Presenting DUOTUNES by Ken Basman and Doug Robinson
Every guitarist and in fact every musician in Mexico knew the name Ken Basman. Originally from Canada, Ken moved to Mexico decades ago, raised a beautiful family and quickly established himself as the finest jazz guitarist on the scene.
I first met Ken in 2004 and we discovered that we had a wonderful chemistry. We'd sit down and simply start playing improvised duets on everything from jazz standards to Turkey in the Straw. it almost always worked, with some passages sounding like something cool we'd arranged ahead of time.
He was also a talented engineer, and his recording studio attracted such notable clients as Donald Fagen, Lila Downs, Tyler Mitchell, Magos Herrera and others.
Over the years, we performed together as a duo, in groups and large productions. He was my best friend and my muse and he forced me to play better than I ever thought I could.
in 2016, we were in the middle of finally recording a duo album when he had a heart attack. It looked like he was going to make it and in fact, our last conversation in the hospital was about trying to find one more perfect song for our thing. Sadly, he passed away a few days later.
Here is a link to our album, which I finished after his death, and below are the liner notes.
DUOTUNES Ken Basman and Doug Robinson
I’ve been lucky enough to play with many amazing musicians but I doubt that I will ever experience another musical connection like the one I had with my friend Ken Basman.
Ken passed away in June of 2016, leaving a huge hole in the lives of his family, his musical colleagues and music-lovers everywhere. We’d been working on this album for some time, but at the point when he died we only had 7 finished studio tracks. Luckily I had been casually archiving our live tracks since 2004 (perhaps a little too casually--there are some clicks and pops here and there). After much deliberation I decided to include some of them here. What was to be the pristinely recorded debut album of DUOTUNES, our telepathically-connected improvised duo, has now expanded to become a historical document. I hope you can overlook the occasional audience member whispering or bumping into the mic. I owe friend/musician/engineer Kelly MacGuire a debt of gratitude for cleaning up such diverse audio sources to the best of his ability.
I could talk for an hour about our chemistry, but to sum it up:
When I moved to San Miguel de Allende in 2004, Ken and I immediately formed a band with two of the best players in town, bassist Antonio Lozoya and drummer Victor Monterrubio. One night, unbeknownst to me, Ken asked the rhythm section to drop out for a chorus during his solo on “Marcale, Sam.” I thought it was my turn to solo so we both started improvising simultaneously. We knew immediately what was happening but we kept playing, our lines weaving in and out of each other’s as if we’d rehearsed it. It was electrifying for both of us, a combination of chops, trust, intuition and dumb luck. This became a permanent feature in our shows and a great setting to explore our duo chemistry. I believe we rushed the band into the studio shortly after that night, and you can hear the results on band track “Marcale, Sam” (track 9).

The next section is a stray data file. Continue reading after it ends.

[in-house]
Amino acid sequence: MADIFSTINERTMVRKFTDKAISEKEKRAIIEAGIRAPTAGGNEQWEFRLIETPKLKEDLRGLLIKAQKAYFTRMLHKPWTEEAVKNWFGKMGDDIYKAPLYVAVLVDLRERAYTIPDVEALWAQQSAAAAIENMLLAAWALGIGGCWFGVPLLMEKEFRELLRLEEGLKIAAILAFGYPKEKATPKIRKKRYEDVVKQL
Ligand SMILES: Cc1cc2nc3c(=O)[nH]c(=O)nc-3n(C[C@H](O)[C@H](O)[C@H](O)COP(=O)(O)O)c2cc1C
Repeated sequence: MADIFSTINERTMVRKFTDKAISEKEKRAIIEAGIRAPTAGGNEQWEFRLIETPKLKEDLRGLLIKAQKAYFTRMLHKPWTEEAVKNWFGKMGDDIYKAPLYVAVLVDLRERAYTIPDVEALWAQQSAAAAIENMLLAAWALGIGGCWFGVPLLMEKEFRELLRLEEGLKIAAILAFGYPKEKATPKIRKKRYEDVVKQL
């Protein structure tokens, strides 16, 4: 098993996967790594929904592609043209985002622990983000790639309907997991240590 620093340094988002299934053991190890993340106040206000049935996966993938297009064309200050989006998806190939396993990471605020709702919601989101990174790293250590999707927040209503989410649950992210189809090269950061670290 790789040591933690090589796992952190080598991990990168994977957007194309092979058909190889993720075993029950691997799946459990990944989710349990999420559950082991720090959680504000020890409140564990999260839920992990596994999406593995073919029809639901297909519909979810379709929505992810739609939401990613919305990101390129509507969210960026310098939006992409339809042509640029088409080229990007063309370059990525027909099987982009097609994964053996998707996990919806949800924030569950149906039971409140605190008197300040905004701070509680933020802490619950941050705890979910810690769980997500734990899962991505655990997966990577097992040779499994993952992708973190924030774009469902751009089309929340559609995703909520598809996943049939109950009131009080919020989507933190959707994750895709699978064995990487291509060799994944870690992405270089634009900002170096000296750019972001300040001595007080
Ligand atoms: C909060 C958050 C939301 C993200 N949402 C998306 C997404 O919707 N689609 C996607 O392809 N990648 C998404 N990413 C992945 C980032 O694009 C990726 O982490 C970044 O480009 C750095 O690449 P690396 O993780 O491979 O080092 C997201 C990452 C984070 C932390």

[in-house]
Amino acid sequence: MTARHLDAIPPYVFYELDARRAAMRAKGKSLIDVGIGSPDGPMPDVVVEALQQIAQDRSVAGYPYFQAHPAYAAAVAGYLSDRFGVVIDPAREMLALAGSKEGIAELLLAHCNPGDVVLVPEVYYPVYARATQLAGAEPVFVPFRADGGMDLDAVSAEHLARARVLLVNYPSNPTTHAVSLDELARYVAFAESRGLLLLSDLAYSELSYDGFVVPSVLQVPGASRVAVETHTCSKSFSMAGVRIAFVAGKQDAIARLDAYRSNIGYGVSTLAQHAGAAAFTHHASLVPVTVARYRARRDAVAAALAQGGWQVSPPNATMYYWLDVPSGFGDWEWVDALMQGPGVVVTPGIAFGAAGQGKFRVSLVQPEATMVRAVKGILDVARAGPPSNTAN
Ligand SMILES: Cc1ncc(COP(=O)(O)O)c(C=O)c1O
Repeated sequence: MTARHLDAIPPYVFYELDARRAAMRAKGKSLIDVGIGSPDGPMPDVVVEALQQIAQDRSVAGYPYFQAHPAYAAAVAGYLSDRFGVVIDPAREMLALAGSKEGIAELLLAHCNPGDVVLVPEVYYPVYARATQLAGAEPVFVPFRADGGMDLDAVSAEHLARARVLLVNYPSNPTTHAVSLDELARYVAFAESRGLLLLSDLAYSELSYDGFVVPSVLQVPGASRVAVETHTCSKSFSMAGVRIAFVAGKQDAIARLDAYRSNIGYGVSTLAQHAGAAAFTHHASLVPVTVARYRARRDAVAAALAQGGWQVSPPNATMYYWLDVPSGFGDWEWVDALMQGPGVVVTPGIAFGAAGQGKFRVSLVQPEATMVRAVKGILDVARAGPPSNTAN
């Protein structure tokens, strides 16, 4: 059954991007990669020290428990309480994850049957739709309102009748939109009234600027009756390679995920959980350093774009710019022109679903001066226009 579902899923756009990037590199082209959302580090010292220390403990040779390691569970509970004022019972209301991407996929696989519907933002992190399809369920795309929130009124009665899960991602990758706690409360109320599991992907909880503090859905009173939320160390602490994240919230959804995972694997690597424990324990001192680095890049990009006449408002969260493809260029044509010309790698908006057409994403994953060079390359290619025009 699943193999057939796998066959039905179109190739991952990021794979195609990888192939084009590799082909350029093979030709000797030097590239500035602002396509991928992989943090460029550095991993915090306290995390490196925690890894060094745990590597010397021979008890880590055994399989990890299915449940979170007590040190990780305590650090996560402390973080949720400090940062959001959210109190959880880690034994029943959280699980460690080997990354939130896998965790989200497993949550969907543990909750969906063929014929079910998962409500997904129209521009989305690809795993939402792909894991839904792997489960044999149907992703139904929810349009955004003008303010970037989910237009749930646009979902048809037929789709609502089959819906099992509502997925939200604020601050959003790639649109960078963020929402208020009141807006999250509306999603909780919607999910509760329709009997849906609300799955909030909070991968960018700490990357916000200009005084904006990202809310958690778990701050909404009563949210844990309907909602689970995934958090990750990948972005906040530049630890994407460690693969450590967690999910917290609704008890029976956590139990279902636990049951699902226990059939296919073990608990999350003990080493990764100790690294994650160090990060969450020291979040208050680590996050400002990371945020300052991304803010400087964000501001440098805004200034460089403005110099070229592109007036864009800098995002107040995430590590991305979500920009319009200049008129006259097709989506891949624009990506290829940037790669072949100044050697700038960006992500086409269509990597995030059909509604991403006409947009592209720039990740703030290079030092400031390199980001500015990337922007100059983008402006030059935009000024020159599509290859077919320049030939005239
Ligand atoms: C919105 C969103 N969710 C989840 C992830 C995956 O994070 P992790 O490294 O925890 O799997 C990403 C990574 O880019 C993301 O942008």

As much as we liked playing in various bands together, playing as a duo was our favorite thing. We snuck it in whenever we could, sometimes in restaurants or concerts and sometimes just the two of us, alone on a Saturday morning to start our weekend off right. The lack of formal arrangements turned us on—we had a list of songs to use as starting points, but sometimes they’d be four minutes long while the next night they’d be epic 15-minute explorations that changed keys, time signatures or even morphed into improvised medleys. If our minds and hearts were open, then it would all work out.
He and I began recording this album in 2009, chipping away at it whenever we had a little time. We weren’t in a hurry to finish, because each time we played together our connection felt even more profound. However, we did finally get serious about wrapping it up in April of 2016, picking the tracks we liked the most at that point. Our last conversation in the hospital was him suggesting that we play Oscar Brown's "Dat Dere" when he got out.
Sadly we never got the chance to do a final selection as Ken died on June 21, 2016 from complications after surviving a massive heart attack. I lost one of my best friends and my closest musical compadre that day. I will always be humbled and grateful for the time we spent together exploring the art of simultaneous improvisation. And even though our bond was special, I was far from the only one who felt that way about Ken—his Celebration of Life Ceremony/Memorial Jam Session was attended by almost 400 locals.
I hope you enjoy and spread the word about this wonderful music and my friend, Ken Basman.
Recorded by Doug Robinson and Ken Basman at Act As if Studios and Citizen Ken Studios and between 2009 and 2016. Live tracks recorded by audience members at Romano’s, Teatro Santa Ana and Café Mosher in Queretaro, MX.